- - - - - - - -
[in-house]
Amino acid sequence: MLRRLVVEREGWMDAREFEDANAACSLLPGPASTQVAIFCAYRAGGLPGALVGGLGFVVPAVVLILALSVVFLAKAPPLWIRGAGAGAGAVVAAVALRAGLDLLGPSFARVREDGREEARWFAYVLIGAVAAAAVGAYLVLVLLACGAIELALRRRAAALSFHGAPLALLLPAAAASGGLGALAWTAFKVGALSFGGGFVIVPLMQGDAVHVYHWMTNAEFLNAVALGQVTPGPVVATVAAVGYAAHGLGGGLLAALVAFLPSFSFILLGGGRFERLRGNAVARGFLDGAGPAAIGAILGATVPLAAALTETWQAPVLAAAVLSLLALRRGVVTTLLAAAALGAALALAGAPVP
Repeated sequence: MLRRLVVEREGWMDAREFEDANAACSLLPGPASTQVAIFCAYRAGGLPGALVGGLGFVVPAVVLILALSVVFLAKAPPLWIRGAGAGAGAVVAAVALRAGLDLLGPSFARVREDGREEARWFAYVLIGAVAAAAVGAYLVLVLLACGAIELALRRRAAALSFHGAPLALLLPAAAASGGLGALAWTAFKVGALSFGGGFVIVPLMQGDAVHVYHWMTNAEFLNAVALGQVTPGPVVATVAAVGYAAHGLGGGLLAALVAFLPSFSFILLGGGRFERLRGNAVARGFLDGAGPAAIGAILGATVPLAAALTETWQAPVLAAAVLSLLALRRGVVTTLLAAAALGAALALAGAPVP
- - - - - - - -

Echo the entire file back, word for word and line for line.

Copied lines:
[in-house]
Amino acid sequence: MLRRLVVEREGWMDAREFEDANAACSLLPGPASTQVAIFCAYRAGGLPGALVGGLGFVVPAVVLILALSVVFLAKAPPLWIRGAGAGAGAVVAAVALRAGLDLLGPSFARVREDGREEARWFAYVLIGAVAAAAVGAYLVLVLLACGAIELALRRRAAALSFHGAPLALLLPAAAASGGLGALAWTAFKVGALSFGGGFVIVPLMQGDAVHVYHWMTNAEFLNAVALGQVTPGPVVATVAAVGYAAHGLGGGLLAALVAFLPSFSFILLGGGRFERLRGNAVARGFLDGAGPAAIGAILGATVPLAAALTETWQAPVLAAAVLSLLALRRGVVTTLLAAAALGAALALAGAPVP
Repeated sequence: MLRRLVVEREGWMDAREFEDANAACSLLPGPASTQVAIFCAYRAGGLPGALVGGLGFVVPAVVLILALSVVFLAKAPPLWIRGAGAGAGAVVAAVALRAGLDLLGPSFARVREDGREEARWFAYVLIGAVAAAAVGAYLVLVLLACGAIELALRRRAAALSFHGAPLALLLPAAAASGGLGALAWTAFKVGALSFGGGFVIVPLMQGDAVHVYHWMTNAEFLNAVALGQVTPGPVVATVAAVGYAAHGLGGGLLAALVAFLPSFSFILLGGGRFERLRGNAVARGFLDGAGPAAIGAILGATVPLAAALTETWQAPVLAAAVLSLLALRRGVVTTLLAAAALGAALALAGAPVP